Goal-Reaching Through Deliberate Practice
We’ve talked a lot about setting goals the past few weeks (see here and here), but as many of us have discovered, setting goals is one thing, but working towards them is another animal entirely. See if the following sounds familiar:
You’ve been practicing one technique for hours, but it just doesn’t seem to be getting any better. You get more and more frustrated as time goes on, and finally conclude, “this is the best I can do”, and give up. Or maybe you’ve noticed other dancers who seem stuck in the same group classes for years, never improving.
The problem isn’t lack of practice. The problem is the type of practice being used. Let’s introduce two different approaches: Mindless practice and deliberate practice.
Mindless practice is what most of us do: lots of drilling a pattern or technique, without a lot of thought behind it. It’s useful; at least as far as reaching a basic level of competence is concerned. Inevitably however, we find ourselves hitting a wall with this type of approach.
The problem is that, without any form of self-analysis, bad habits gradually creep in under our radar. These bad habits then get practiced along with everything else until they become “perfected”. And those are hard to get rid of. Learn this, and learn it well: Perfecting a habit is only good if it’s a good habit being perfected.
Then we have deliberate practice. Deliberate practice is harder than mindless practice, because it requires more active focus, but then, you don’t have to do it for as long either. Even champion-level dancers max out at 3-4 hours of practice per day, and studies show than 3-5 hours a week is plenty for most of us.
Deliberate practice then, can be likened to learning SMARTER, not HARDER, and experts in virtually every field use some variant of it. Here’s how you can too.
Break down every part of your movement into discrete steps. Get to know your body, what parts engage to make it stand, jump, spin, stride and stop. Try to engage individual body parts – for example, with a turn involving a hip twist, I have students twist their hips back and forth before attempting it, just to build awareness of what their body is doing.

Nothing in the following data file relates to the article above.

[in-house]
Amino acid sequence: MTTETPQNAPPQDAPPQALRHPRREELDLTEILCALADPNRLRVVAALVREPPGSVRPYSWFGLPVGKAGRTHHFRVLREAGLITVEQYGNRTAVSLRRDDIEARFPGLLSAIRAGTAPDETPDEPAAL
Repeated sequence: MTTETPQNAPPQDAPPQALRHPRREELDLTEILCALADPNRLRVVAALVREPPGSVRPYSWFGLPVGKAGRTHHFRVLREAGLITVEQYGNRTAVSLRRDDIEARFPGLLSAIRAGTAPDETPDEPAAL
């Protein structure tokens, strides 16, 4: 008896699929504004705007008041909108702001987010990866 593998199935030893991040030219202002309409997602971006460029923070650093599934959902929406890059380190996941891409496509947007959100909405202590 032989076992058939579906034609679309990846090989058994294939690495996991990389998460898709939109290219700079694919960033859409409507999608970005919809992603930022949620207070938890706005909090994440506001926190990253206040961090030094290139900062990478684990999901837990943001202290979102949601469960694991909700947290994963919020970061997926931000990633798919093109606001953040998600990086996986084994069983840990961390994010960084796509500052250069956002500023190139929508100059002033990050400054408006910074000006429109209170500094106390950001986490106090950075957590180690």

Identify the areas holding you back. As you become more aware of how your body does what it does, you’ll start spotting where some things don’t serve you: Maybe you aren’t turning with your hips, but using your shoulders or legs instead. Maybe your grand jetés are low because your ball and toes aren’t helping in the push off.
On this point, filming yourself doing your patterns helps enormously in spotting problems in your movement. Approach your dancing like a scientist, rigorously searching for any clue on what’s holding you back.
Test new strategies to improve on your weaker areas. If you’re turning too much with the shoulders, what if you executed the turn more slowly to make sure you do it right? What if you turned less at first, and gradually increase the amount as you improve? What if you spend time strengthening your hips, so your body relied on them more?
The testing phase is tedious, and can take a long time. It also feels AMAZING when you start seeing improvement, and know it was your innovation that led to it. If you’re feeling lost, ask an instructor or seek help online. There’s always something else you can try. ALWAYS.
Incorporate the new strategies back into the whole. Take your new and improved tools, and practice using them as part of the whole pattern. Try to still use them while dancing at full speed. Try to use them dancing your entire choreography, or during a social dance.
Get feedback. This can come in two forms: Measurable and immeasurable gains. The first kind you can do yourself – how far can you turn before losing your balance? The second kind generally needs another dancer to spot the details that are harder to quantify. Was your head at the right height? Did you pull up though your spine?
Incidentally (and yes, this is a plug), this is one of the big reasons private lessons can be so useful – your instructor is trained to spot the details you have trouble noticing yourself, and that can save you a lot of time.
As I said, deliberate practice is not as easy – but it WORKS. Mindless practice will, at best, keep you in you comfort zone; just wearing those habitual ruts deeper and deeper. But learning anything new is an uncomfortable progress. And if you really want to better yourself, there’s no better way than with deliberate practice.
About the Author
Ian Crewe has been dancing ballroom for over 18 years, and has a Licentiate in American smooth and rhythm. His passion for dance eventually led him to blogging and the World Wide Web. Ian currently teaches at the Joy of Dance Centre, Toronto, ON, Canada.